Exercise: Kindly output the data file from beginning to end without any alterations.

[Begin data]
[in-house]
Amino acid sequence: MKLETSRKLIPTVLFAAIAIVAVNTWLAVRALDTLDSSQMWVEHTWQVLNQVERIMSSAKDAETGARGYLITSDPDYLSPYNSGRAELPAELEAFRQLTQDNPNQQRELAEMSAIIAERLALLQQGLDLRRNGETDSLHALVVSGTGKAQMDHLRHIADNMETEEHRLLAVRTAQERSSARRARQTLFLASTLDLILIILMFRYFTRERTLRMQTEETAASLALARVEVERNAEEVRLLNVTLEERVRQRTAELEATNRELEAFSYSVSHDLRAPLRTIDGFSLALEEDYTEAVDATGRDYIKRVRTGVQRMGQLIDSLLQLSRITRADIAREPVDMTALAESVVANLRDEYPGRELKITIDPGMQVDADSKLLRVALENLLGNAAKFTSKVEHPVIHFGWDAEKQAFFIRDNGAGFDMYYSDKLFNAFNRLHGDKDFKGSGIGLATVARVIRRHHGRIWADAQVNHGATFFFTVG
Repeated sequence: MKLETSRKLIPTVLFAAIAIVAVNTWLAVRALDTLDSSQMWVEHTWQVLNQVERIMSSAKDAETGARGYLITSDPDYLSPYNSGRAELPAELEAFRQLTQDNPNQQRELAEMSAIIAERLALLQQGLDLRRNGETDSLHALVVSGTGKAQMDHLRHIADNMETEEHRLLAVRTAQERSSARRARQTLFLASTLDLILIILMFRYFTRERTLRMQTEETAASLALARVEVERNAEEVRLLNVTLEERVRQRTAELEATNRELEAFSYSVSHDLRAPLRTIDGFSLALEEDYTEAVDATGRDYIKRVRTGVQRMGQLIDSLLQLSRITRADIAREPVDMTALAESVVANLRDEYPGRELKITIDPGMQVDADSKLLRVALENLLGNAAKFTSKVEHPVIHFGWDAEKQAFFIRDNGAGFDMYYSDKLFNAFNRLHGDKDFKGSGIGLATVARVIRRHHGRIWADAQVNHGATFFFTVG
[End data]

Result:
[in-house]
Amino acid sequence: MKLETSRKLIPTVLFAAIAIVAVNTWLAVRALDTLDSSQMWVEHTWQVLNQVERIMSSAKDAETGARGYLITSDPDYLSPYNSGRAELPAELEAFRQLTQDNPNQQRELAEMSAIIAERLALLQQGLDLRRNGETDSLHALVVSGTGKAQMDHLRHIADNMETEEHRLLAVRTAQERSSARRARQTLFLASTLDLILIILMFRYFTRERTLRMQTEETAASLALARVEVERNAEEVRLLNVTLEERVRQRTAELEATNRELEAFSYSVSHDLRAPLRTIDGFSLALEEDYTEAVDATGRDYIKRVRTGVQRMGQLIDSLLQLSRITRADIAREPVDMTALAESVVANLRDEYPGRELKITIDPGMQVDADSKLLRVALENLLGNAAKFTSKVEHPVIHFGWDAEKQAFFIRDNGAGFDMYYSDKLFNAFNRLHGDKDFKGSGIGLATVARVIRRHHGRIWADAQVNHGATFFFTVG
Repeated sequence: MKLETSRKLIPTVLFAAIAIVAVNTWLAVRALDTLDSSQMWVEHTWQVLNQVERIMSSAKDAETGARGYLITSDPDYLSPYNSGRAELPAELEAFRQLTQDNPNQQRELAEMSAIIAERLALLQQGLDLRRNGETDSLHALVVSGTGKAQMDHLRHIADNMETEEHRLLAVRTAQERSSARRARQTLFLASTLDLILIILMFRYFTRERTLRMQTEETAASLALARVEVERNAEEVRLLNVTLEERVRQRTAELEATNRELEAFSYSVSHDLRAPLRTIDGFSLALEEDYTEAVDATGRDYIKRVRTGVQRMGQLIDSLLQLSRITRADIAREPVDMTALAESVVANLRDEYPGRELKITIDPGMQVDADSKLLRVALENLLGNAAKFTSKVEHPVIHFGWDAEKQAFFIRDNGAGFDMYYSDKLFNAFNRLHGDKDFKGSGIGLATVARVIRRHHGRIWADAQVNHGATFFFTVG